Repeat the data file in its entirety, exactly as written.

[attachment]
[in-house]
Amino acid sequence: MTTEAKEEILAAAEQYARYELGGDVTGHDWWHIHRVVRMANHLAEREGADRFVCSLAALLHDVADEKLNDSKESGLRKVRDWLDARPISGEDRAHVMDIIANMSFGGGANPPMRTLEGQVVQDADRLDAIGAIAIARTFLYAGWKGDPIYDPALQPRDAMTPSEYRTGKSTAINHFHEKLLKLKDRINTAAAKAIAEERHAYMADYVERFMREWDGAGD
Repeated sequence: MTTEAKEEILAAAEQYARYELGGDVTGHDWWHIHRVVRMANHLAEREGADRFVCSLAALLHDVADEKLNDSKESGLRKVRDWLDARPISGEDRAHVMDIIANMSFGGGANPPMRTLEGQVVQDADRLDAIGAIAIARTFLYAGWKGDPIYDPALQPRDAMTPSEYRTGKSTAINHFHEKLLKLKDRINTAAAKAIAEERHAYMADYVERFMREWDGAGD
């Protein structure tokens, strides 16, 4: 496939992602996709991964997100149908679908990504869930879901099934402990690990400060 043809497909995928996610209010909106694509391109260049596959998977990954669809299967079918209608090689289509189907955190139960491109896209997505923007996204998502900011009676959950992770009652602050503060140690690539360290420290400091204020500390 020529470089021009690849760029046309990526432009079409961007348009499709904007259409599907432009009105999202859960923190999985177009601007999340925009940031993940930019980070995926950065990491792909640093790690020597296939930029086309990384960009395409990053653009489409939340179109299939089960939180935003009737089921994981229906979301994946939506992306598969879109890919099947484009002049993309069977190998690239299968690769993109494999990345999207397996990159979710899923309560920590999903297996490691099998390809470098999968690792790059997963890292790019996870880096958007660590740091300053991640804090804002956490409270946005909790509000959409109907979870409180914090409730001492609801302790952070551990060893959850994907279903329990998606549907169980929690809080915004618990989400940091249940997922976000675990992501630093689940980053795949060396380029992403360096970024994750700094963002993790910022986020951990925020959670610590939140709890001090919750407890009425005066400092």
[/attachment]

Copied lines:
[in-house]
Amino acid sequence: MTTEAKEEILAAAEQYARYELGGDVTGHDWWHIHRVVRMANHLAEREGADRFVCSLAALLHDVADEKLNDSKESGLRKVRDWLDARPISGEDRAHVMDIIANMSFGGGANPPMRTLEGQVVQDADRLDAIGAIAIARTFLYAGWKGDPIYDPALQPRDAMTPSEYRTGKSTAINHFHEKLLKLKDRINTAAAKAIAEERHAYMADYVERFMREWDGAGD
Repeated sequence: MTTEAKEEILAAAEQYARYELGGDVTGHDWWHIHRVVRMANHLAEREGADRFVCSLAALLHDVADEKLNDSKESGLRKVRDWLDARPISGEDRAHVMDIIANMSFGGGANPPMRTLEGQVVQDADRLDAIGAIAIARTFLYAGWKGDPIYDPALQPRDAMTPSEYRTGKSTAINHFHEKLLKLKDRINTAAAKAIAEERHAYMADYVERFMREWDGAGD
């Protein structure tokens, strides 16, 4: 496939992602996709991964997100149908679908990504869930879901099934402990690990400060 043809497909995928996610209010909106694509391109260049596959998977990954669809299967079918209608090689289509189907955190139960491109896209997505923007996204998502900011009676959950992770009652602050503060140690690539360290420290400091204020500390 020529470089021009690849760029046309990526432009079409961007348009499709904007259409599907432009009105999202859960923190999985177009601007999340925009940031993940930019980070995926950065990491792909640093790690020597296939930029086309990384960009395409990053653009489409939340179109299939089960939180935003009737089921994981229906979301994946939506992306598969879109890919099947484009002049993309069977190998690239299968690769993109494999990345999207397996990159979710899923309560920590999903297996490691099998390809470098999968690792790059997963890292790019996870880096958007660590740091300053991640804090804002956490409270946005909790509000959409109907979870409180914090409730001492609801302790952070551990060893959850994907279903329990998606549907169980929690809080915004618990989400940091249940997922976000675990992501630093689940980053795949060396380029992403360096970024994750700094963002993790910022986020951990925020959670610590939140709890001090919750407890009425005066400092």